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#0901: Greetings from Antarctica!

Original Air Date: 01.03.2009

   Best Moment

On this week's encore edition of Car Talk, winter is in full effect - except at McMurdo Station, where balmy 32-degree temperatures may be responsible for the bumpy ride in John's Delta. Tom and Ray's very long distance diagnosis is also our Call of the Week. Meanwhile, back in the Great Frozen North, Kelly is wondering whether to heed her mechanic's advice to "let sleeping block heaters lie," and Gladys is scared to use the remote starter Santa left her under the tree. Also this week, a Peugeot owner's got a serious steering problem, and an even more serious problem trying to find someone willing to fix it, Tommy wins a bet from his brother, and we've got the initial results of the first Car Talk Guy Car/Chick Car survey. All this and more, this week on Car Talk.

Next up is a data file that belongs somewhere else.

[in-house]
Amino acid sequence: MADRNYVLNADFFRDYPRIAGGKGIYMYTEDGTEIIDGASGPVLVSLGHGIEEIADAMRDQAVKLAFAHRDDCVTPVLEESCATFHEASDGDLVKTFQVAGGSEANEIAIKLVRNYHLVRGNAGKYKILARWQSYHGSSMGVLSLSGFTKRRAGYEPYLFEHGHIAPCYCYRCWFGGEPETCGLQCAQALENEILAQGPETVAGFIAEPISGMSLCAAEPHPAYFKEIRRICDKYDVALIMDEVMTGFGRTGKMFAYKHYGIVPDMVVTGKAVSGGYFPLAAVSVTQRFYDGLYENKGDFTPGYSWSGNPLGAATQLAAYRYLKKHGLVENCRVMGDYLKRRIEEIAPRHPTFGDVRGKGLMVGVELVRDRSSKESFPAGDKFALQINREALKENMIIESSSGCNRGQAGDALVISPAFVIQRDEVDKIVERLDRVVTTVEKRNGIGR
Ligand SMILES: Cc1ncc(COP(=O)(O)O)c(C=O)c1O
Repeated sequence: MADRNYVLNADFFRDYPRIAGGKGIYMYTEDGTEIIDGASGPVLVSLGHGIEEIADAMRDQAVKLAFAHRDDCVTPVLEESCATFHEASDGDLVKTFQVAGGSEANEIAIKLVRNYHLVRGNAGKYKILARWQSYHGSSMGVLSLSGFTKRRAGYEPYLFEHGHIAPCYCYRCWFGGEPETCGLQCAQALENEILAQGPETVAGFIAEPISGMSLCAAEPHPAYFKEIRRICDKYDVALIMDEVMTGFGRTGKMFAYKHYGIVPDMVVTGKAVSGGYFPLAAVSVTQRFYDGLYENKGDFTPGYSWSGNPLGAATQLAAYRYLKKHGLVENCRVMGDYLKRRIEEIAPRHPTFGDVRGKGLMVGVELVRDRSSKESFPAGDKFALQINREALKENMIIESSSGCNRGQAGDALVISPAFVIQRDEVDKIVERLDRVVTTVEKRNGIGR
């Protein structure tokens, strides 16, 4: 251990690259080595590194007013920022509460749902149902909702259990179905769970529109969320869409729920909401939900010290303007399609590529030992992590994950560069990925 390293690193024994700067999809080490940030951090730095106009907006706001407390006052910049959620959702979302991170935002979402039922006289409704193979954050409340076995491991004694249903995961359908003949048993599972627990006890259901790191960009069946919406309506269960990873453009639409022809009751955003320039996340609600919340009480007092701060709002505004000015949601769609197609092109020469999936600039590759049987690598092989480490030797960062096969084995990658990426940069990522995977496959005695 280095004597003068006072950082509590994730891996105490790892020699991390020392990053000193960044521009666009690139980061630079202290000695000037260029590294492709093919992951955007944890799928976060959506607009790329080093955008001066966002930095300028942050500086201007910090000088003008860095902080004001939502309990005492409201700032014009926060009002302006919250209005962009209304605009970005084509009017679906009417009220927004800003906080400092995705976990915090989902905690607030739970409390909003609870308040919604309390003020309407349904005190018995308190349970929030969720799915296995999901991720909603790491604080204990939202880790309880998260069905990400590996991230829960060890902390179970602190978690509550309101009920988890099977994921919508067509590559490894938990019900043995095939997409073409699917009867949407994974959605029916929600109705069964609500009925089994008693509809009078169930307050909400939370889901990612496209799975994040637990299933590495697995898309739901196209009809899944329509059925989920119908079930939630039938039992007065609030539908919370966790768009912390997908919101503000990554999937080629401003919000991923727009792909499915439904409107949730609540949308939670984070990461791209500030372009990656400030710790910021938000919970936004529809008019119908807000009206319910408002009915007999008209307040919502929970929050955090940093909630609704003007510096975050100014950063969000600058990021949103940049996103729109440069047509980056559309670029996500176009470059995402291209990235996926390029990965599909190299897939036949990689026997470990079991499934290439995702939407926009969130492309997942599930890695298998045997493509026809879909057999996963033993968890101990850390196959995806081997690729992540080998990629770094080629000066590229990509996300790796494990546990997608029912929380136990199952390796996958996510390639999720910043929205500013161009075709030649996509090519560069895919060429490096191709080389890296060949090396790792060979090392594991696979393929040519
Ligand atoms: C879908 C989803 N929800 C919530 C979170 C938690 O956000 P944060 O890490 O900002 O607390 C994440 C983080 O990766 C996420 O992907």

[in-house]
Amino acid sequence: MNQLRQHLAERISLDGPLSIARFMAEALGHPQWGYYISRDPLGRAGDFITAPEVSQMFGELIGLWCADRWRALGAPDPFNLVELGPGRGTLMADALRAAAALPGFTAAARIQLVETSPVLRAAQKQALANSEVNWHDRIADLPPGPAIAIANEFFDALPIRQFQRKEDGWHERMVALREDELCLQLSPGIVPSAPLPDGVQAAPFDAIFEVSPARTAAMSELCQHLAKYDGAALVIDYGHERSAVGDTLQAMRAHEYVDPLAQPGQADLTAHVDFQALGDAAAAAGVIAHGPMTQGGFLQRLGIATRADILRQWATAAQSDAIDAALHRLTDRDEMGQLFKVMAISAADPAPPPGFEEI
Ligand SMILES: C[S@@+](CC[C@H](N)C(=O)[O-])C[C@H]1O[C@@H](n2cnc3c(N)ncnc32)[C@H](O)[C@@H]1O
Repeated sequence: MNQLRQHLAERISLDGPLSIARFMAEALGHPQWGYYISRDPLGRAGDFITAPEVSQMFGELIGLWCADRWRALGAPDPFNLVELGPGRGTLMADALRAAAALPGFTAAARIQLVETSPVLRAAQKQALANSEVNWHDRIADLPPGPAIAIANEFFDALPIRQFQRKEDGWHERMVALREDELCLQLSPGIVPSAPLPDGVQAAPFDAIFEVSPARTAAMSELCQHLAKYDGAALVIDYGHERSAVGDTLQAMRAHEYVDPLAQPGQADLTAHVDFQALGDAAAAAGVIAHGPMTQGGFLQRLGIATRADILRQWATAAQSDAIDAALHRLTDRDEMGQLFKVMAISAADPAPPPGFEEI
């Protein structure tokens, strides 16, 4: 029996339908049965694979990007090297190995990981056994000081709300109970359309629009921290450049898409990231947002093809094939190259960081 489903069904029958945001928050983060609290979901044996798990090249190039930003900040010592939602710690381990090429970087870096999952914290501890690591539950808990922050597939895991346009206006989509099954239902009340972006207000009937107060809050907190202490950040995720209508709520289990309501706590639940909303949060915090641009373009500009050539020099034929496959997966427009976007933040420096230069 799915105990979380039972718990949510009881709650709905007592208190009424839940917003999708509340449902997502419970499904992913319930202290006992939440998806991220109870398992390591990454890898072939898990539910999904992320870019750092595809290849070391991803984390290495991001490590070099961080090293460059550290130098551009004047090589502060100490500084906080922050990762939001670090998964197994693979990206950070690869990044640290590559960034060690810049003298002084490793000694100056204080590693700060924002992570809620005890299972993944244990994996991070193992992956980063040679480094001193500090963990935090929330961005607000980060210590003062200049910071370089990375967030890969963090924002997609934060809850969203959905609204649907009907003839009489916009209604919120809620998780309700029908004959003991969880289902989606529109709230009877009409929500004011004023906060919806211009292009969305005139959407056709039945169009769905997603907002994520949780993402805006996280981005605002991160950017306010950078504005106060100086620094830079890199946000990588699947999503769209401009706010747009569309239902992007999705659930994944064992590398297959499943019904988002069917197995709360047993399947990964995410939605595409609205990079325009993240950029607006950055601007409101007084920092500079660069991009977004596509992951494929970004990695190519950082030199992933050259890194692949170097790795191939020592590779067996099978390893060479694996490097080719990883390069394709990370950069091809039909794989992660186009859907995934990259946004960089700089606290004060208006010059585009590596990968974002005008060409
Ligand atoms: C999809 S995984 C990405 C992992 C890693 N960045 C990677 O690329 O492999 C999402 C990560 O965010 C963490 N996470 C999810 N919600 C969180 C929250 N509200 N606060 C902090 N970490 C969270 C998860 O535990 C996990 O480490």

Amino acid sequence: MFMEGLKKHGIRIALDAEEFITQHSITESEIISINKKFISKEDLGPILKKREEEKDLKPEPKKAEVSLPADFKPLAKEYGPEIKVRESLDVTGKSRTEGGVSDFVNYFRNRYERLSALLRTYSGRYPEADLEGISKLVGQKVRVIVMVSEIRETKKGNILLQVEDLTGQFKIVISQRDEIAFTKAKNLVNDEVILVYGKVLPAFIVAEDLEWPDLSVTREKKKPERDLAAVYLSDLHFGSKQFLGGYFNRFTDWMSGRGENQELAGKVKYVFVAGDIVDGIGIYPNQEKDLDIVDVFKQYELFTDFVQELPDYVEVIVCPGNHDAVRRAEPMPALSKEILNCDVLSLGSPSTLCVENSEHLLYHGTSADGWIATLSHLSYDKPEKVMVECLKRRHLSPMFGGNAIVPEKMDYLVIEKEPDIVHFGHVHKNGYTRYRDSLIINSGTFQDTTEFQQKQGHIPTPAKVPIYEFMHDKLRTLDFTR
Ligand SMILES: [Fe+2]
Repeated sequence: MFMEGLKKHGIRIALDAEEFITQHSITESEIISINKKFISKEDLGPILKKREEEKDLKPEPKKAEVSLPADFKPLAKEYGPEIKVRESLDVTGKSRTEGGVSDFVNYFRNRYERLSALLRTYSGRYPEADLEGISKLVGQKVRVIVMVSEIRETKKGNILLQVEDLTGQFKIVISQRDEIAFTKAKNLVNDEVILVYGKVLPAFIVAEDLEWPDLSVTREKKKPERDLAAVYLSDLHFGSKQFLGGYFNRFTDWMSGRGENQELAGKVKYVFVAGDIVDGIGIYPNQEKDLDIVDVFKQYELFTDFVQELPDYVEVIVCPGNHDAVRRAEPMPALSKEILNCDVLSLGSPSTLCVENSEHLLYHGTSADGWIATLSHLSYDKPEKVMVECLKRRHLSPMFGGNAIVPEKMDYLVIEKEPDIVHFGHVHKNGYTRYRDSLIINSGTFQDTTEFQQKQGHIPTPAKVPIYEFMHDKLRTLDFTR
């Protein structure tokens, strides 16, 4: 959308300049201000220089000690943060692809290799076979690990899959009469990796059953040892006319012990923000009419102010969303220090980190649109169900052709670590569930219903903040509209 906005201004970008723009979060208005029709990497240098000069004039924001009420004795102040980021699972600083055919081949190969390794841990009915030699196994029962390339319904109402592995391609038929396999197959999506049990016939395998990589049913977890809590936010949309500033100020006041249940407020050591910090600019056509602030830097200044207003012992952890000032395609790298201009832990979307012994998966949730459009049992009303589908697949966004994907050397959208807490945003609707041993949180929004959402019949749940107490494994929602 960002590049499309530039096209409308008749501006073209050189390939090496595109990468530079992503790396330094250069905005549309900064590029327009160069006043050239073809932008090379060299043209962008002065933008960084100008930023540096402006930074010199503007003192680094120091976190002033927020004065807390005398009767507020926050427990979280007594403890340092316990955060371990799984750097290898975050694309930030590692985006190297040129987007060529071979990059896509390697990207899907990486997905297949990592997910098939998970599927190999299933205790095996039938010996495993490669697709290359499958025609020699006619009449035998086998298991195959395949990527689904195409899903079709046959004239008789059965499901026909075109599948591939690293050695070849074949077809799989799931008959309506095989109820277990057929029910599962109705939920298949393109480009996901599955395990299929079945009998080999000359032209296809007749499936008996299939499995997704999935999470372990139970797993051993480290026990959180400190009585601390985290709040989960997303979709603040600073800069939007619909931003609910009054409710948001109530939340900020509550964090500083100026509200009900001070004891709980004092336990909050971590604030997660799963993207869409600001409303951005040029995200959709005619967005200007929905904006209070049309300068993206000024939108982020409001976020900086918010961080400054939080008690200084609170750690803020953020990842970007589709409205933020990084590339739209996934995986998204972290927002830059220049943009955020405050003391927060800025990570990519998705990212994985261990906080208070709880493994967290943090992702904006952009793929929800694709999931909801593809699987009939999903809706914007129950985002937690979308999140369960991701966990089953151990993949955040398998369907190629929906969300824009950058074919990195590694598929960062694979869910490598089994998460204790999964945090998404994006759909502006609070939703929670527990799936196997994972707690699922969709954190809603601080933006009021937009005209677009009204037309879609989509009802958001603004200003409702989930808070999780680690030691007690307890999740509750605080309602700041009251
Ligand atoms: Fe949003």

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This Week's Puzzler

No new puzzler-- the puzzler is on vacation this week.

Last Week's Puzzler

No answer-- the puzzler is on vacation this week.

Show Open Topic

Polka crimes... and the punishment

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Show Review - 708

by Dave Lee

Show Review - 709

by Dave Lee

Show Review - 710

by Dave Lee

Remote Starters

by Dave Lee

I thought you enviro. types wouldn't like a car running cold because of waste of fuel or high emissions due to no load running. That's all we think about out here in Calif. Save the cat. Great show, thanks.

chick cars

by drmark

hey guys i think you missed the point when you were discussing how to attract chicks with your cars. It doesnt matter what kinda car you drive. if you have a nice dog in the car, you'll get a chick every time! (from personal expierence!)

Favorite Moment: the final credits when you announced the names of your staff, my wife doesnt appriciate it, but I do :]

McCurdo help

by romicf